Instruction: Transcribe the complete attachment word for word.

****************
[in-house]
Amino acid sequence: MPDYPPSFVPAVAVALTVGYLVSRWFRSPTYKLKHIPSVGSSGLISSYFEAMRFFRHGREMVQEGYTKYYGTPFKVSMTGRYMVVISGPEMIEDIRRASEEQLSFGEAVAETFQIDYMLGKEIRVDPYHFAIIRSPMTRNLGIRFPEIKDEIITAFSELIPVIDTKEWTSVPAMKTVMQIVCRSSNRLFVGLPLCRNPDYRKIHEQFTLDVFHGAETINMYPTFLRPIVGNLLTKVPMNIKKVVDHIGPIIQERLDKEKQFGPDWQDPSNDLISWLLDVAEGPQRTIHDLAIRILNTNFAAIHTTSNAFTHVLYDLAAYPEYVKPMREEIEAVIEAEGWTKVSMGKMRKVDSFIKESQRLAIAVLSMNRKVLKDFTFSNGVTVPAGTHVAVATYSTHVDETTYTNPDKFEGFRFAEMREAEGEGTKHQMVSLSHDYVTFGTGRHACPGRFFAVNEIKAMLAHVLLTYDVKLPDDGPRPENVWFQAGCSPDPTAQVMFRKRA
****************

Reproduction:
[in-house]
Amino acid sequence: MPDYPPSFVPAVAVALTVGYLVSRWFRSPTYKLKHIPSVGSSGLISSYFEAMRFFRHGREMVQEGYTKYYGTPFKVSMTGRYMVVISGPEMIEDIRRASEEQLSFGEAVAETFQIDYMLGKEIRVDPYHFAIIRSPMTRNLGIRFPEIKDEIITAFSELIPVIDTKEWTSVPAMKTVMQIVCRSSNRLFVGLPLCRNPDYRKIHEQFTLDVFHGAETINMYPTFLRPIVGNLLTKVPMNIKKVVDHIGPIIQERLDKEKQFGPDWQDPSNDLISWLLDVAEGPQRTIHDLAIRILNTNFAAIHTTSNAFTHVLYDLAAYPEYVKPMREEIEAVIEAEGWTKVSMGKMRKVDSFIKESQRLAIAVLSMNRKVLKDFTFSNGVTVPAGTHVAVATYSTHVDETTYTNPDKFEGFRFAEMREAEGEGTKHQMVSLSHDYVTFGTGRHACPGRFFAVNEIKAMLAHVLLTYDVKLPDDGPRPENVWFQAGCSPDPTAQVMFRKRA